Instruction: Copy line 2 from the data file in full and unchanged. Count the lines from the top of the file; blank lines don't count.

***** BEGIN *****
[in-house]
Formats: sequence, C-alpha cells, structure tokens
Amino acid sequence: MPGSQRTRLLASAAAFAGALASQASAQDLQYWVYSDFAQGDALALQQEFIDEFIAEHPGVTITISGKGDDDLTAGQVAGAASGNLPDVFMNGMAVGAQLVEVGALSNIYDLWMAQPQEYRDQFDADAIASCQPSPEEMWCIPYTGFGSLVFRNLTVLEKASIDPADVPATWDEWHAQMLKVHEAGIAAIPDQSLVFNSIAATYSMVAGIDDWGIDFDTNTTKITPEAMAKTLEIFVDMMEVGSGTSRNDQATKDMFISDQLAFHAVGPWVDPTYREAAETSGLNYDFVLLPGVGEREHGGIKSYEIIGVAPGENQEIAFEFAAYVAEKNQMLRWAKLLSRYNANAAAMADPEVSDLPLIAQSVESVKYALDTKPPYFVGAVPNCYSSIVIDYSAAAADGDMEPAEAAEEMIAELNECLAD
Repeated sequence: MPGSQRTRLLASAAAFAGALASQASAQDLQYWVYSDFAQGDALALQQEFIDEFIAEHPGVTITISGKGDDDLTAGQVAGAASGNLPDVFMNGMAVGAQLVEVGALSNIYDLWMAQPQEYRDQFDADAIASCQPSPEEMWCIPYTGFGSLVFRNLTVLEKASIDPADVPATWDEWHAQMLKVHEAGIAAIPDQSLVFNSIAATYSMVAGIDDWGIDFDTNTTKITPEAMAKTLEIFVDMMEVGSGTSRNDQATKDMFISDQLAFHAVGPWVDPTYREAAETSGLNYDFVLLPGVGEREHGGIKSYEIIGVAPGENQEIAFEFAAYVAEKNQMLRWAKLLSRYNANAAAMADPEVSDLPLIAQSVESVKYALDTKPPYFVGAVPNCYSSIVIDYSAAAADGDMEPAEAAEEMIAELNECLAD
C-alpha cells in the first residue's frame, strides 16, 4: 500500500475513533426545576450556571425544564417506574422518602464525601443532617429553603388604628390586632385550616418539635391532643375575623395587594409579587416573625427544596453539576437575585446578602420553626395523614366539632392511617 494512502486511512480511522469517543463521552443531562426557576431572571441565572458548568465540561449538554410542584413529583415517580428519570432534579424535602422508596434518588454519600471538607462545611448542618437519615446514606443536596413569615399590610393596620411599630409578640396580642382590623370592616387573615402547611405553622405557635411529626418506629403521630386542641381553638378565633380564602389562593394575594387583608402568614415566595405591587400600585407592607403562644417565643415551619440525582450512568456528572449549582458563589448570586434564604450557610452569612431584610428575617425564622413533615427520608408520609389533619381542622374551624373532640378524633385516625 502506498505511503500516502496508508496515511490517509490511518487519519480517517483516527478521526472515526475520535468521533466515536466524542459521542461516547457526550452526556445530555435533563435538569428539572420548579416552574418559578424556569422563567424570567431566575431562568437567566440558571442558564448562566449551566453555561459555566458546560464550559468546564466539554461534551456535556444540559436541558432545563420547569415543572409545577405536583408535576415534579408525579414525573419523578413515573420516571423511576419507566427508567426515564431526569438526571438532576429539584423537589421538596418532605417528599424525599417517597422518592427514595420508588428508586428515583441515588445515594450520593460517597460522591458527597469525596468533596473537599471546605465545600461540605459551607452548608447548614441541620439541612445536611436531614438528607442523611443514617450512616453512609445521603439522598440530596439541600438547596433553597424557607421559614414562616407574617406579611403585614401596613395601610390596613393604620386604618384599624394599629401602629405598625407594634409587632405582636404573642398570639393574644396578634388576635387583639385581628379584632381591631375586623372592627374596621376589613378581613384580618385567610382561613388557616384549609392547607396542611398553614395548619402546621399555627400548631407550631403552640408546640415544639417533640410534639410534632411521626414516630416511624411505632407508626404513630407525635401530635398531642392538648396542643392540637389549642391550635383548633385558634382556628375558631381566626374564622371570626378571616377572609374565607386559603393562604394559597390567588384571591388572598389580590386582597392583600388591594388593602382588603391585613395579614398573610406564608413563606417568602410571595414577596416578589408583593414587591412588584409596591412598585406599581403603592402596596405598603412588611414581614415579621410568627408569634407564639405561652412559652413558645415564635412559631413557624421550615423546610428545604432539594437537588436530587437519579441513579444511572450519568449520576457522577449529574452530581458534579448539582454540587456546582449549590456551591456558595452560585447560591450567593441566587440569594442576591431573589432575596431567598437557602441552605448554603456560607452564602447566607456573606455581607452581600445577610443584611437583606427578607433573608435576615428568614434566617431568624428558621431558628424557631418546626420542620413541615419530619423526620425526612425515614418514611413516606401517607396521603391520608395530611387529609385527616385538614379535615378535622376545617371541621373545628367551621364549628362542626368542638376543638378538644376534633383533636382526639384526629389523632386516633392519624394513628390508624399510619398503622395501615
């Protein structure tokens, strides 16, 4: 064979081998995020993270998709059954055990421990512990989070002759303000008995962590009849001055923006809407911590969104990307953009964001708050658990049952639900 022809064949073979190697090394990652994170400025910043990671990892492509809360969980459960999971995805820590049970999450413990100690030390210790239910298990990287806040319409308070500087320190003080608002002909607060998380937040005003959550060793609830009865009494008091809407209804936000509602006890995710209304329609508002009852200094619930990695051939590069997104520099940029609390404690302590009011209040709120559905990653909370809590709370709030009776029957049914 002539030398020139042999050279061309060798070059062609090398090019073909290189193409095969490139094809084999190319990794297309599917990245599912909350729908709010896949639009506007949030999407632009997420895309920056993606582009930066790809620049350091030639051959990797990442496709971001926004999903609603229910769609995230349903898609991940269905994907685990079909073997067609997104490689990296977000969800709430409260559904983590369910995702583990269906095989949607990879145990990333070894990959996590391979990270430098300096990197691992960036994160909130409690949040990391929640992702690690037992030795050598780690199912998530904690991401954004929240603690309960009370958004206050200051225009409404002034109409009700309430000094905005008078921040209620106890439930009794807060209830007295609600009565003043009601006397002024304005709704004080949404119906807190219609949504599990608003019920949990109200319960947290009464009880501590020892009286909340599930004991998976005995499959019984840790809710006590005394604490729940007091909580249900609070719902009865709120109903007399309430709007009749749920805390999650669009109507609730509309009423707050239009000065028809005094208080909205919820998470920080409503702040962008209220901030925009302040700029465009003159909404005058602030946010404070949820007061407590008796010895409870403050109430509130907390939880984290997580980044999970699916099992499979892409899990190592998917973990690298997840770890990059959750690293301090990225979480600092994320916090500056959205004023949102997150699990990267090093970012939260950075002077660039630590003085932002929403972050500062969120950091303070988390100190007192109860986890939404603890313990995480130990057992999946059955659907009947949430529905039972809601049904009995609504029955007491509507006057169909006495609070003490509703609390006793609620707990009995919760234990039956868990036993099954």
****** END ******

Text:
Formats: sequence, C-alpha cells, structure tokens